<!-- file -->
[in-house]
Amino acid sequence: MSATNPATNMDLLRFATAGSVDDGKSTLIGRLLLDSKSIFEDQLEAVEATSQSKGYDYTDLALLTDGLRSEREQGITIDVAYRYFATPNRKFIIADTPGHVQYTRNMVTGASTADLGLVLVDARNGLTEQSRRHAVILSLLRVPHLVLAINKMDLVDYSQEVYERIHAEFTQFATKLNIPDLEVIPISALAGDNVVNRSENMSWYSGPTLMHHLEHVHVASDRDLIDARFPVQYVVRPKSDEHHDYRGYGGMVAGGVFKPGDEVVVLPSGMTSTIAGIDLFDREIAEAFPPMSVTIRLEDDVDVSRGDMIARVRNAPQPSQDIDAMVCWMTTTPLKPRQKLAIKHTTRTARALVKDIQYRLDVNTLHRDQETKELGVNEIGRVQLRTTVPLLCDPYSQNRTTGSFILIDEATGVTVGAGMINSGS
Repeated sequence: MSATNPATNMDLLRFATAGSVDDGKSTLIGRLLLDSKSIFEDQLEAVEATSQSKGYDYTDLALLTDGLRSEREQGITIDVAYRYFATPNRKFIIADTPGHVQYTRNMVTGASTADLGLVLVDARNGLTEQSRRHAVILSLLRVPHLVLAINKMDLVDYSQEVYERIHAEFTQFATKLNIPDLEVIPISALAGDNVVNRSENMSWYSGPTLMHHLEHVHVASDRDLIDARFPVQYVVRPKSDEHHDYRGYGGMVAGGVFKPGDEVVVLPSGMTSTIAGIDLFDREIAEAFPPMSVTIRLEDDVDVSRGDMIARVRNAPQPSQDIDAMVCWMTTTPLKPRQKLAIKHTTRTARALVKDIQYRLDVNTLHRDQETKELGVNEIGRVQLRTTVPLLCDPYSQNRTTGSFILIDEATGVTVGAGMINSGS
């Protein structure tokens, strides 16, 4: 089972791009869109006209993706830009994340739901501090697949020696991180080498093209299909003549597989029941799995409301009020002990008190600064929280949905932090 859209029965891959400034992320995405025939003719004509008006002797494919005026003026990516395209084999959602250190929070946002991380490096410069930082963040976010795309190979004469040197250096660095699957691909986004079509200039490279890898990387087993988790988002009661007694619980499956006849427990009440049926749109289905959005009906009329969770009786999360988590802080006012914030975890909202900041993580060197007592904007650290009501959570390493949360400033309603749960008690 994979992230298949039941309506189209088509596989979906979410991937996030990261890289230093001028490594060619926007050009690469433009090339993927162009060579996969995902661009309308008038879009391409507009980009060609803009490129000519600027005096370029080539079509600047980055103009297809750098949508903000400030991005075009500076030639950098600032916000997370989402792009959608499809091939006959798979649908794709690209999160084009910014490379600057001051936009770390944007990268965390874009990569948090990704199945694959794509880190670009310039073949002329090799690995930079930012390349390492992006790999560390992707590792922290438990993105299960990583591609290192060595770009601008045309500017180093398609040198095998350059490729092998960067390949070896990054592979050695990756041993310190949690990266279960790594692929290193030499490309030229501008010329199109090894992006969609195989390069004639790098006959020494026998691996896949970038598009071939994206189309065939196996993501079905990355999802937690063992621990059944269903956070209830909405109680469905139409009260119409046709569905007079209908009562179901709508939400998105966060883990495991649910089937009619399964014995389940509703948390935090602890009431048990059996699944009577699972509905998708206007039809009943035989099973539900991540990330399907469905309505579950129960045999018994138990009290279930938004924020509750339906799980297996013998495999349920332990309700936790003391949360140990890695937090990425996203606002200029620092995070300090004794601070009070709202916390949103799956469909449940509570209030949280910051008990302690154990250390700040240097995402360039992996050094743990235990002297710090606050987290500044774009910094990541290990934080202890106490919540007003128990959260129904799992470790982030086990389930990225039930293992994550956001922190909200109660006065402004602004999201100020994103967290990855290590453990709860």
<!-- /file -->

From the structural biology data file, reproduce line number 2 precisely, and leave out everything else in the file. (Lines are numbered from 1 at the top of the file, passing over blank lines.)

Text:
Amino acid sequence: MSATNPATNMDLLRFATAGSVDDGKSTLIGRLLLDSKSIFEDQLEAVEATSQSKGYDYTDLALLTDGLRSEREQGITIDVAYRYFATPNRKFIIADTPGHVQYTRNMVTGASTADLGLVLVDARNGLTEQSRRHAVILSLLRVPHLVLAINKMDLVDYSQEVYERIHAEFTQFATKLNIPDLEVIPISALAGDNVVNRSENMSWYSGPTLMHHLEHVHVASDRDLIDARFPVQYVVRPKSDEHHDYRGYGGMVAGGVFKPGDEVVVLPSGMTSTIAGIDLFDREIAEAFPPMSVTIRLEDDVDVSRGDMIARVRNAPQPSQDIDAMVCWMTTTPLKPRQKLAIKHTTRTARALVKDIQYRLDVNTLHRDQETKELGVNEIGRVQLRTTVPLLCDPYSQNRTTGSFILIDEATGVTVGAGMINSGS